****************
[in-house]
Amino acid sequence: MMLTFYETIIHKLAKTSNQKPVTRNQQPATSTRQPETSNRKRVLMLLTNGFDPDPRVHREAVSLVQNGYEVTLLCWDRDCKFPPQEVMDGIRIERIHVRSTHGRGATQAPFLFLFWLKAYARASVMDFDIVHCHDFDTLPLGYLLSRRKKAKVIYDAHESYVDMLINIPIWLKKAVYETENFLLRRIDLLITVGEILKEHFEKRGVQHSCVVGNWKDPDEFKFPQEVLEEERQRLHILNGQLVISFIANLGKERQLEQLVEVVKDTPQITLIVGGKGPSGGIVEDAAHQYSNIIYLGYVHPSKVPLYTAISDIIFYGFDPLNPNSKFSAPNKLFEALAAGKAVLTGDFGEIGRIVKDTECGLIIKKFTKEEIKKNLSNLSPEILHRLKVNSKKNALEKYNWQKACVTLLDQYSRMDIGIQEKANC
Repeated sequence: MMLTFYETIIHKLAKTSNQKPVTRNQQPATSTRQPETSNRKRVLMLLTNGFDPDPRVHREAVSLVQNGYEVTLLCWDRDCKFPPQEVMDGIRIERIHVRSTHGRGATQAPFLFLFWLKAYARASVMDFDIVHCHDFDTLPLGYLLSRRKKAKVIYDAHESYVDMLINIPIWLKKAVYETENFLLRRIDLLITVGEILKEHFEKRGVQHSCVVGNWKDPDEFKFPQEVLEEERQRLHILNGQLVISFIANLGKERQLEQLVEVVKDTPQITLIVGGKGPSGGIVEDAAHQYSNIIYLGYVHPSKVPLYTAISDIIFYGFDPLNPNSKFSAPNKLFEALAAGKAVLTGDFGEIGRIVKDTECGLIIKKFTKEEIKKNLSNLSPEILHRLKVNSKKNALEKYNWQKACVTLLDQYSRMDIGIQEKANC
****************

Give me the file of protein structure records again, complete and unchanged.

[in-house]
Amino acid sequence: MMLTFYETIIHKLAKTSNQKPVTRNQQPATSTRQPETSNRKRVLMLLTNGFDPDPRVHREAVSLVQNGYEVTLLCWDRDCKFPPQEVMDGIRIERIHVRSTHGRGATQAPFLFLFWLKAYARASVMDFDIVHCHDFDTLPLGYLLSRRKKAKVIYDAHESYVDMLINIPIWLKKAVYETENFLLRRIDLLITVGEILKEHFEKRGVQHSCVVGNWKDPDEFKFPQEVLEEERQRLHILNGQLVISFIANLGKERQLEQLVEVVKDTPQITLIVGGKGPSGGIVEDAAHQYSNIIYLGYVHPSKVPLYTAISDIIFYGFDPLNPNSKFSAPNKLFEALAAGKAVLTGDFGEIGRIVKDTECGLIIKKFTKEEIKKNLSNLSPEILHRLKVNSKKNALEKYNWQKACVTLLDQYSRMDIGIQEKANC
Repeated sequence: MMLTFYETIIHKLAKTSNQKPVTRNQQPATSTRQPETSNRKRVLMLLTNGFDPDPRVHREAVSLVQNGYEVTLLCWDRDCKFPPQEVMDGIRIERIHVRSTHGRGATQAPFLFLFWLKAYARASVMDFDIVHCHDFDTLPLGYLLSRRKKAKVIYDAHESYVDMLINIPIWLKKAVYETENFLLRRIDLLITVGEILKEHFEKRGVQHSCVVGNWKDPDEFKFPQEVLEEERQRLHILNGQLVISFIANLGKERQLEQLVEVVKDTPQITLIVGGKGPSGGIVEDAAHQYSNIIYLGYVHPSKVPLYTAISDIIFYGFDPLNPNSKFSAPNKLFEALAAGKAVLTGDFGEIGRIVKDTECGLIIKKFTKEEIKKNLSNLSPEILHRLKVNSKKNALEKYNWQKACVTLLDQYSRMDIGIQEKANC